Winnipeg Free Press - PRINT EDITION

Suspect allegedly expressed desire to help terror groups

Man 'radicalized' accused in proposed Via Rail attack: officials

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A former Canadian resident arrested in the U.S. allegedly "discussed" plans to kill tens of thousands of people through air and water contamination with a Montreal man already accused in a cross-border terror plot.

Tunisian national Ahmed Abassi has been charged with fraudulently applying for a visa in order to remain in the U.S. to facilitate an "act of international terrorism," U.S. authorities said Thursday.

Prosecutors allege Abassi had "radicalized" Chiheb Esseghaier, one of two men charged with plotting to attack a Via Rail train travelling from the U.S. to Canada.

Prosecutors said Abassi told an undercover FBI agent Esseghaier's plans were good but the time was not right.

"The defendant noted that he had suggested an alternative plot -- contaminating the air or water with bacteria in order to kill up to 100,000 people -- but that Esseghaier was dismissive of that plan," prosecutors said.

Officials said Abassi travelled from Canada to the U.S. in mid-March, where he was arrested at JFK airport on April 22 -- the same day Canadian authorities arrested Esseghaier and Raed Jaser, 35, of Toronto.

Abassi appeared before a New York judge May 2 and pleaded not guilty.

"Ahmed Abassi had an evil purpose for seeking to remain in the United States -- to commit acts of terror and develop a network of terrorists here, and to use this country as a base to support the efforts of terrorists internationally," said Preet Bharara, U.S. Attorney for the Southern District of New York.

"Thanks to the extraordinary vigilance of our prosecutors and law enforcement partners, Abassi has been thwarted and is being prosecuted for his alleged crimes."

The FBI alleged Abassi was unaware one of his associates was an undercover FBI agent who was privy to the details of the terror plot. Authorities said Abassi was under constant surveillance while in the U.S.

Abassi met with Esseghaier in New York City, said a release jointly issued by the U.S. Attorney's Office, the FBI and the New York Police Department.

"Esseghaier, who was recently arrested in Canada and is currently incarcerated there on terrorism charges, was previously radicalized by Abassi," the release said.

"Abassi discussed his desire to engage in terrorist acts against targets in the United States and other countries, and his intention to provide support and "proposed terrorist plots.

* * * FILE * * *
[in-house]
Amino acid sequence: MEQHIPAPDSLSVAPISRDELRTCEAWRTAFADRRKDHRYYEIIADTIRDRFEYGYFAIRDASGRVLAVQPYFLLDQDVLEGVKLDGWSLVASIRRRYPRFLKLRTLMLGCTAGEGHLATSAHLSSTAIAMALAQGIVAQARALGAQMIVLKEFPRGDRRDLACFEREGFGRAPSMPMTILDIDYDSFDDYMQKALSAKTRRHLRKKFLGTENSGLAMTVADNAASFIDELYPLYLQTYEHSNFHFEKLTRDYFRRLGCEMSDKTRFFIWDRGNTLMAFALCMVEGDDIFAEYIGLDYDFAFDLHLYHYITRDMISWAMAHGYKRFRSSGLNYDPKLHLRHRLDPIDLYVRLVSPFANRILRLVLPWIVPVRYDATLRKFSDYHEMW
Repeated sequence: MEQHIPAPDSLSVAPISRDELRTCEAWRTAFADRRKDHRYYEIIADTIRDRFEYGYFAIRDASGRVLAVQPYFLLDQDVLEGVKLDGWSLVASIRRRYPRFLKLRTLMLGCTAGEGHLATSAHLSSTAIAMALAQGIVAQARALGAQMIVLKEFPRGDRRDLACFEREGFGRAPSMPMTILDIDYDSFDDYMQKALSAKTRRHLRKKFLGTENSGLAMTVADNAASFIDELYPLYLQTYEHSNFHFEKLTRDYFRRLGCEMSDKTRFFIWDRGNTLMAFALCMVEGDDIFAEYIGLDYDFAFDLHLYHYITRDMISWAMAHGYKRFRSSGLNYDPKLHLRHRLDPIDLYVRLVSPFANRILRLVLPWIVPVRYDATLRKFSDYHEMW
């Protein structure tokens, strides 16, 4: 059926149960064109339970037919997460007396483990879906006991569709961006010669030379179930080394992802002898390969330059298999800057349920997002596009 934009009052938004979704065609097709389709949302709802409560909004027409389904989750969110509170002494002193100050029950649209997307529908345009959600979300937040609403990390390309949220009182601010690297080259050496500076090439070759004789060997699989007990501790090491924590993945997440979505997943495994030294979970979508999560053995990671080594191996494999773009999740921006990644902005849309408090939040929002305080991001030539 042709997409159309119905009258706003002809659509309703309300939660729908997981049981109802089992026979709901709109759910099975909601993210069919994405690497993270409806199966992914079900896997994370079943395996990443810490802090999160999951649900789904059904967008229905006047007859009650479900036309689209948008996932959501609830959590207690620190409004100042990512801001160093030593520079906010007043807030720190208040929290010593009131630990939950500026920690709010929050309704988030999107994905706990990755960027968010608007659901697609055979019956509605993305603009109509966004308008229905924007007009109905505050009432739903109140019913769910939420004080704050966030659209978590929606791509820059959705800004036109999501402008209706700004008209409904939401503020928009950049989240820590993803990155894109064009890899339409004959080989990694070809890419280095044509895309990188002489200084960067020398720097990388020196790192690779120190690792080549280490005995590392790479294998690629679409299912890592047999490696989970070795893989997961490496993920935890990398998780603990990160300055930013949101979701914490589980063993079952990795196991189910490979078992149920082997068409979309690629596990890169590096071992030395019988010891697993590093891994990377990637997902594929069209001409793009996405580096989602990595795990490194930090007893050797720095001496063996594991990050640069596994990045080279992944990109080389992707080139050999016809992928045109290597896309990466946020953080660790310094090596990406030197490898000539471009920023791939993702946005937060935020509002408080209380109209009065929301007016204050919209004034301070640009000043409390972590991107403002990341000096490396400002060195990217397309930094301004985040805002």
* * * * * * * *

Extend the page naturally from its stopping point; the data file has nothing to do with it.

"The defendant, among other things...explained that he and Esseghaier discussed plots to poison a water system and to derail a passenger train."

According to U.S. court documents, Abassi allegedly discussed Esseghaier's "proposed terrorist plots."

"The defendant, among other things...explained that he and Esseghaier discussed plots to poison a water system and to derail a passenger train," the document said.

Esseghaier allegedly later "received overseas training and plotted to engage in terrorist activity in the West."

Esseghaier, also a Tunisian national, was a PhD student doing doctoral research on nanosensors in Montreal.

He is facing five charges, including instructing someone to carry out an activity for the benefit of a terrorist group.

He suggested in a Toronto court last month he doesn't recognize the authority of the Criminal Code because it is "not a holy book."

The FBI alleged Abassi told the undercover officer he knew of a number of individuals who would be willing to engage in terrorist activity.

He was recorded suggesting they send money and weapons to Muslims fighting in Syria, the court documents said.

Additionally, documents said Abassi allegedly expressed his desire to support terror groups, including the al Nusrah Front, which is recognized by the U.S. government as an alias for al-Qaida in Iraq.

"Abassi made clear that he wanted to obtain immigration documents and to remain in the United States so that he could engage in 'projects' relating to future terrorist activities, including recruitment," authorities said.

-- The Canadian Press

Republished from the Winnipeg Free Press print edition May 10, 2013 A18

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